Imatges de pàgina
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Christ describes the thorns as doing,--choke the upspringing life. It is, as the word recalled by Luke indicates, a rocky soil, that perhaps every now and then protrudes through cornfields or through grassy slopes. It is a soil common in Palestine, and not unknown here, where a thin superficial layer of mould covers rock, and this underlying rock, so close to the very surface, completely prevents roots penetrating deeply enough to draw up supplies of nourishment. Because the sterile, resisting stone was so near, all the strength of the sprouting life would run into the stalk that grew upwards and away from the stone; but because it was thus almost rootless and so lacked moisture, the blaze of a fierce sun soon withered it away.

Christ is the Great Sower. Human hearts are the soil into which He, through the ages and in all lands, and here to-day, is casting the seed. That seed is the word of truth-a word, not only of instruction and enlightenment (that would be a philosophy not a religion), but a word of inspiration and salvation. Indeed Christ is Himself that Word; He gives Himself, His mind, His spirit. For He says about Himself, “Except a corn of wheat fall into the ground and die, it abideth alone; but if it die, it bringeth forth much fruit.” So He is the precious seed-corn, to be sown in the soil. And, as this parable suggests, eventually the history of the seed becomes the history of the soil. The Word is identified with him who receives it. The destiny of Christ, who thus gives Himself to a man, is the destiny of that man. For if you have “ Christ in you," you shall be "crucified with” Christ, “die with ” Christ, “rise with” Christ, "reign with” Christ. Who are they whose dealings with this Word are like the reception the rocky soil gives the seed ? Whoever they are, we shall find they are not those who reject religion altogether. The worldling, the scorner, the profligate,

who give no lodgment even for a Sunday's hour to Christian themes, find their analogue in the trodden pathway of the cornfield--a pathway hard with the constant tramp of horse, and mule, and ass, and of human feet. Clearly the danger to which our text points, is not the refusal of Christianity, or utter callousness to its claims. It is not scepticism, not indifferentism, not rejection. It may ultimately end there. For, at last, when the sun's scorching has withered all away, this rock ground will be as barren as the hard pathway. But the peril described here is shallowness in religion. I. Let us look in the direction of ThoughT; for it is

'; certain in that region where there is “no depth,” there is a withering away.

It is trite to say that Christianity is a system of Thought, and for Thought. For it is quite as true that a man cannot be redeemed by it, without thinking, as that he cannot be redeemed by it, simply by thinking. What is the Divine lamentation about the pilgrim Jews,—“Oh that my people were wise, that they would consider,”but God deploring men's lack of thought ? What is the exhortation to the Romans, “to think of themselves soberly, as they ought to think,” or, to the Philippians, to “think on” whatever things are true, honest, just, pure, lovely, and of good report, but inspired pleadings for right thought? And what are the Saviour's oft-repeated questions to His disciples, “Thinkest thou?” and specially the question of questions, “What think ye of Christ ? " but His emphatic testimony to the place and power of thought in religion? Of course the Divine Spirit has avenues to the mind, and a work there, as well as to the heart; but looking at the human side of the great matter of personal religion, we must notice that our own thought has an unspeakably important function there.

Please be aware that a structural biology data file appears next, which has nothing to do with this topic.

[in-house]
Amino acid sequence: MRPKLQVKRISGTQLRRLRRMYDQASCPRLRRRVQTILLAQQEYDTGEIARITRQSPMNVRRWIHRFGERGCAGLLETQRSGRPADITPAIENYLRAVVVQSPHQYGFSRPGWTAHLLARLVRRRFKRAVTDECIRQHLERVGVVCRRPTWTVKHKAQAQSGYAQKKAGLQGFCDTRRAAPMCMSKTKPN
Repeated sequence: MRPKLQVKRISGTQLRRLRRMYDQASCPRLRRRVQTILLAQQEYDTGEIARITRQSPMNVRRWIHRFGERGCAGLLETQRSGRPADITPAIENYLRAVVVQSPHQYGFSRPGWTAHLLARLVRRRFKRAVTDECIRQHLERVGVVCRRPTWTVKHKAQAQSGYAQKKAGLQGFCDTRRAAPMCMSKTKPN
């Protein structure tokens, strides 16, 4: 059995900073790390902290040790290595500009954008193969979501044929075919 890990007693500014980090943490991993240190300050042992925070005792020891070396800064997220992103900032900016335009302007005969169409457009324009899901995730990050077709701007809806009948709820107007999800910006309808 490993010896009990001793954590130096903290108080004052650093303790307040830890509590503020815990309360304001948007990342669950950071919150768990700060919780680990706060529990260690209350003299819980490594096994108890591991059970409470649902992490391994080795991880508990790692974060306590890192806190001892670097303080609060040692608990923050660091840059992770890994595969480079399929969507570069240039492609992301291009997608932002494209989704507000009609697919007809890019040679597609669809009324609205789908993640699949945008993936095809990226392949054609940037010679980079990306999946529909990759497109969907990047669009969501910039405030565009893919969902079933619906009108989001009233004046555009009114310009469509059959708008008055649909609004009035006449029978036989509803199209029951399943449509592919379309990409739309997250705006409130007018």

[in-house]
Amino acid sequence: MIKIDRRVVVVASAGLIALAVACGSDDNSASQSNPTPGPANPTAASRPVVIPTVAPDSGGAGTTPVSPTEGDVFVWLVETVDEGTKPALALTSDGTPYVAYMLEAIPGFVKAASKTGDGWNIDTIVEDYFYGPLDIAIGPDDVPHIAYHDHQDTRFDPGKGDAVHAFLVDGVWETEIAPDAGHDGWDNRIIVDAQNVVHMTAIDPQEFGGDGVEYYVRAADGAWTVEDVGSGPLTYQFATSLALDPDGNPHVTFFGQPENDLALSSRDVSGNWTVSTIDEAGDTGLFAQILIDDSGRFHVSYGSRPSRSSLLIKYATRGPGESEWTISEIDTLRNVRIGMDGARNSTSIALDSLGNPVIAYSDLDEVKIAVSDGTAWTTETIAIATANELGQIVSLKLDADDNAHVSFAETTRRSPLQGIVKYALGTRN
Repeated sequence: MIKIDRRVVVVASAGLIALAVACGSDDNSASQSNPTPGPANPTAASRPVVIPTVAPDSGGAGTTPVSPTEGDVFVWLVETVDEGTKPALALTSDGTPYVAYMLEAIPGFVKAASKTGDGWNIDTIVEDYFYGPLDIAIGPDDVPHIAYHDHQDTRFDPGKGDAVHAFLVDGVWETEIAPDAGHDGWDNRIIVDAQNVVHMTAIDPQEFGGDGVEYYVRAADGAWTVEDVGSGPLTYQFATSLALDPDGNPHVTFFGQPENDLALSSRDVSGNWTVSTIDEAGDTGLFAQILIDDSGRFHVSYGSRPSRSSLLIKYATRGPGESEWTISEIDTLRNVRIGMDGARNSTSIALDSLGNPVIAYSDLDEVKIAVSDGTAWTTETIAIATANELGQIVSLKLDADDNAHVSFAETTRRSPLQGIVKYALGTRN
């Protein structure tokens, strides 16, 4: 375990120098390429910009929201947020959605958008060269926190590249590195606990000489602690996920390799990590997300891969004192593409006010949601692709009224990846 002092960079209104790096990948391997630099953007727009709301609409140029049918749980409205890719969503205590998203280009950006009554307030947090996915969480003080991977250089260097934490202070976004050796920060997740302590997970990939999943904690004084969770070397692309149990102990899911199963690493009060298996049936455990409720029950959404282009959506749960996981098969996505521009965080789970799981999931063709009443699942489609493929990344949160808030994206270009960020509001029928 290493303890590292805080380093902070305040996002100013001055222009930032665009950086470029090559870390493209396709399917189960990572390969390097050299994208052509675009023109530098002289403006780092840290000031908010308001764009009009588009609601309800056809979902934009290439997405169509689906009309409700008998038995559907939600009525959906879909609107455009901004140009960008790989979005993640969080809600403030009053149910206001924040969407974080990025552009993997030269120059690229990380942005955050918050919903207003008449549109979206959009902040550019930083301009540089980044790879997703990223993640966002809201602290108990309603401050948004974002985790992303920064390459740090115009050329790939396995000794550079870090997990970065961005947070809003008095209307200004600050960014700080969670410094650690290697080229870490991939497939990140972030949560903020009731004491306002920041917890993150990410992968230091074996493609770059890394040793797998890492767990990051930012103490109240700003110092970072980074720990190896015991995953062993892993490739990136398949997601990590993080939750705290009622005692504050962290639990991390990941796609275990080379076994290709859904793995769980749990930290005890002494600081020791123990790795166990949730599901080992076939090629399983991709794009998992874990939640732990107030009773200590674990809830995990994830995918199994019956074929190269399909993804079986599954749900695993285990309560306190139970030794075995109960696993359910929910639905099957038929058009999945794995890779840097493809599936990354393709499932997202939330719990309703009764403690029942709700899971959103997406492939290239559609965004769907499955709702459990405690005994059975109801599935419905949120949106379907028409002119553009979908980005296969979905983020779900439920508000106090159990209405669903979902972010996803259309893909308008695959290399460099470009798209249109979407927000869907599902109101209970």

(1) There must be Thought for our conviction of the reality

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and truth of Christianity. (a) There must be thought-a rich deep soil of thought, for us ever to know what we must know about God. In the Scriptures, in our own consciousness, as well as in creation, we must see God. “How do you know there is a God?” some one asked a Bedouin. Just as I know a traveller has been by, by His footprints in the sand." There clearly must be thought, to see the Divine footprints, and that not hasty, superficial thought. (B) There must be thought too for knowing Christ's life and character and work. Such thought that every detail of His wonderful biography rises and stands out in a perfect figure before you; and you gaze upon, not a Christ embedded in the pages of the Bible, not a Christ in the dim light of 2000 years ago, but the actual, living personal Christ of Bethlehem and Nazareth, and Jerusalem and Bethany, of the desert, the garden, and the cross. (w) There must be thought for the understanding of the Scriptures, to compare and to contrast the human characters portrayed there, to trace the fulfilment of prophecy, the elaboration of doctrine, the unfolding of duty. All this needs to be so thoroughly thought over and thought out, that the truth thus ascertained comes to be what axioms are to the mathematician, what harmony is to the musician, what principles of navigation are to the mariner, what maxims of law are to the judge, that which controls all that is to be thought